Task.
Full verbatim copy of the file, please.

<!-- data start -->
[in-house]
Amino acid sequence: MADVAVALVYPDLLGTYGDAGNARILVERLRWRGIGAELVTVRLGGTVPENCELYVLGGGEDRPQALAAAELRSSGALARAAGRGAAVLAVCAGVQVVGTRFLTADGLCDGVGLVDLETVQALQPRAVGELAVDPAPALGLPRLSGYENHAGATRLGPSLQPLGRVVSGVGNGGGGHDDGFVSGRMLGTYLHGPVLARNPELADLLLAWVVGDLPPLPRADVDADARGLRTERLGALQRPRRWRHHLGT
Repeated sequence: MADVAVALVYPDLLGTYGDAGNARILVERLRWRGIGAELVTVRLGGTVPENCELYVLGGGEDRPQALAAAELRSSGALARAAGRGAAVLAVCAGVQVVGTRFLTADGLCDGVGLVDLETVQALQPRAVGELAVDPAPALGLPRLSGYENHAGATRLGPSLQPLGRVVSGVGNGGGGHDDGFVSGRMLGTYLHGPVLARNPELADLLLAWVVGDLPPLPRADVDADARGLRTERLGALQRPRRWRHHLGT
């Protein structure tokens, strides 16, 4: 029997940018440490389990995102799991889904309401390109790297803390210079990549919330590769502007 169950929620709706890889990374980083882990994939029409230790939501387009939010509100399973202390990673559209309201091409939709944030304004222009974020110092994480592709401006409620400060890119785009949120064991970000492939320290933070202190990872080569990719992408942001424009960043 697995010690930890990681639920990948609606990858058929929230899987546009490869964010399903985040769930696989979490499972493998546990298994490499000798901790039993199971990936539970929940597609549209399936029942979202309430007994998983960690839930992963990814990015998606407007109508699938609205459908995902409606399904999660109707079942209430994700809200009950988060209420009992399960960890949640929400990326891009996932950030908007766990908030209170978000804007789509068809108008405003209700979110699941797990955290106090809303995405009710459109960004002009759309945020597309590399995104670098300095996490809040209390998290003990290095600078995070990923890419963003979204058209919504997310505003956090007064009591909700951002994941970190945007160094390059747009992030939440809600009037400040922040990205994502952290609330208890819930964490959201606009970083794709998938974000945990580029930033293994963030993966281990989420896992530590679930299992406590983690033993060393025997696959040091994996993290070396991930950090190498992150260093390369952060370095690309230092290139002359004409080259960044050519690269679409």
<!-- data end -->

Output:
[in-house]
Amino acid sequence: MADVAVALVYPDLLGTYGDAGNARILVERLRWRGIGAELVTVRLGGTVPENCELYVLGGGEDRPQALAAAELRSSGALARAAGRGAAVLAVCAGVQVVGTRFLTADGLCDGVGLVDLETVQALQPRAVGELAVDPAPALGLPRLSGYENHAGATRLGPSLQPLGRVVSGVGNGGGGHDDGFVSGRMLGTYLHGPVLARNPELADLLLAWVVGDLPPLPRADVDADARGLRTERLGALQRPRRWRHHLGT
Repeated sequence: MADVAVALVYPDLLGTYGDAGNARILVERLRWRGIGAELVTVRLGGTVPENCELYVLGGGEDRPQALAAAELRSSGALARAAGRGAAVLAVCAGVQVVGTRFLTADGLCDGVGLVDLETVQALQPRAVGELAVDPAPALGLPRLSGYENHAGATRLGPSLQPLGRVVSGVGNGGGGHDDGFVSGRMLGTYLHGPVLARNPELADLLLAWVVGDLPPLPRADVDADARGLRTERLGALQRPRRWRHHLGT
């Protein structure tokens, strides 16, 4: 029997940018440490389990995102799991889904309401390109790297803390210079990549919330590769502007 169950929620709706890889990374980083882990994939029409230790939501387009939010509100399973202390990673559209309201091409939709944030304004222009974020110092994480592709401006409620400060890119785009949120064991970000492939320290933070202190990872080569990719992408942001424009960043 697995010690930890990681639920990948609606990858058929929230899987546009490869964010399903985040769930696989979490499972493998546990298994490499000798901790039993199971990936539970929940597609549209399936029942979202309430007994998983960690839930992963990814990015998606407007109508699938609205459908995902409606399904999660109707079942209430994700809200009950988060209420009992399960960890949640929400990326891009996932950030908007766990908030209170978000804007789509068809108008405003209700979110699941797990955290106090809303995405009710459109960004002009759309945020597309590399995104670098300095996490809040209390998290003990290095600078995070990923890419963003979204058209919504997310505003956090007064009591909700951002994941970190945007160094390059747009992030939440809600009037400040922040990205994502952290609330208890819930964490959201606009970083794709998938974000945990580029930033293994963030993966281990989420896992530590679930299992406590983690033993060393025997696959040091994996993290070396991930950090190498992150260093390369952060370095690309230092290139002359004409080259960044050519690269679409």